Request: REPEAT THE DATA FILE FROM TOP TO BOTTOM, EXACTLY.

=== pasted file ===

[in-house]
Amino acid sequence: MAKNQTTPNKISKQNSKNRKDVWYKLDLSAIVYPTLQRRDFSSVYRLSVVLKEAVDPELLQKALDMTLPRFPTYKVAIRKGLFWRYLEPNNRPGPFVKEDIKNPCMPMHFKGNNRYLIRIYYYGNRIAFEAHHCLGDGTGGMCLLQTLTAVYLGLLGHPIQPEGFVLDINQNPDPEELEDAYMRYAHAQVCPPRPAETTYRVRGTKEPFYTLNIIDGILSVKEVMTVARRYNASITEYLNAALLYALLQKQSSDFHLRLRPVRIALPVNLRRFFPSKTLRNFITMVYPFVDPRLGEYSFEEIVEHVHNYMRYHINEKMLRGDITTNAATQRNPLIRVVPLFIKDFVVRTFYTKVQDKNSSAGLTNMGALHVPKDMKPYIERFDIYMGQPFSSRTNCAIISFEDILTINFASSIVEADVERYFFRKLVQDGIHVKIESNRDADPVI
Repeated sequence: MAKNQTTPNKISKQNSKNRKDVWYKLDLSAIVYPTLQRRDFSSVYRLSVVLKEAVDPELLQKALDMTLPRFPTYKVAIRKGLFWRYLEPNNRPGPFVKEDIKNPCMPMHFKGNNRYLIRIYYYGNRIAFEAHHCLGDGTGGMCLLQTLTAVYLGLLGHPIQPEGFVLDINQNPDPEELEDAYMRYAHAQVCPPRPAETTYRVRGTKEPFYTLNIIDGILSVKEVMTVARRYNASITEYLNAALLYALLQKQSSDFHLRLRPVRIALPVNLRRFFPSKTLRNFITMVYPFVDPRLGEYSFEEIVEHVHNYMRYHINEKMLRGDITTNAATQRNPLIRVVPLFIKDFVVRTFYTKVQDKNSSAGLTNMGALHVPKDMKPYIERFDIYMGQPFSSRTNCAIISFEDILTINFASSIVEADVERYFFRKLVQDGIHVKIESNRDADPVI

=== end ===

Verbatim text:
[in-house]
Amino acid sequence: MAKNQTTPNKISKQNSKNRKDVWYKLDLSAIVYPTLQRRDFSSVYRLSVVLKEAVDPELLQKALDMTLPRFPTYKVAIRKGLFWRYLEPNNRPGPFVKEDIKNPCMPMHFKGNNRYLIRIYYYGNRIAFEAHHCLGDGTGGMCLLQTLTAVYLGLLGHPIQPEGFVLDINQNPDPEELEDAYMRYAHAQVCPPRPAETTYRVRGTKEPFYTLNIIDGILSVKEVMTVARRYNASITEYLNAALLYALLQKQSSDFHLRLRPVRIALPVNLRRFFPSKTLRNFITMVYPFVDPRLGEYSFEEIVEHVHNYMRYHINEKMLRGDITTNAATQRNPLIRVVPLFIKDFVVRTFYTKVQDKNSSAGLTNMGALHVPKDMKPYIERFDIYMGQPFSSRTNCAIISFEDILTINFASSIVEADVERYFFRKLVQDGIHVKIESNRDADPVI
Repeated sequence: MAKNQTTPNKISKQNSKNRKDVWYKLDLSAIVYPTLQRRDFSSVYRLSVVLKEAVDPELLQKALDMTLPRFPTYKVAIRKGLFWRYLEPNNRPGPFVKEDIKNPCMPMHFKGNNRYLIRIYYYGNRIAFEAHHCLGDGTGGMCLLQTLTAVYLGLLGHPIQPEGFVLDINQNPDPEELEDAYMRYAHAQVCPPRPAETTYRVRGTKEPFYTLNIIDGILSVKEVMTVARRYNASITEYLNAALLYALLQKQSSDFHLRLRPVRIALPVNLRRFFPSKTLRNFITMVYPFVDPRLGEYSFEEIVEHVHNYMRYHINEKMLRGDITTNAATQRNPLIRVVPLFIKDFVVRTFYTKVQDKNSSAGLTNMGALHVPKDMKPYIERFDIYMGQPFSSRTNCAIISFEDILTINFASSIVEADVERYFFRKLVQDGIHVKIESNRDADPVI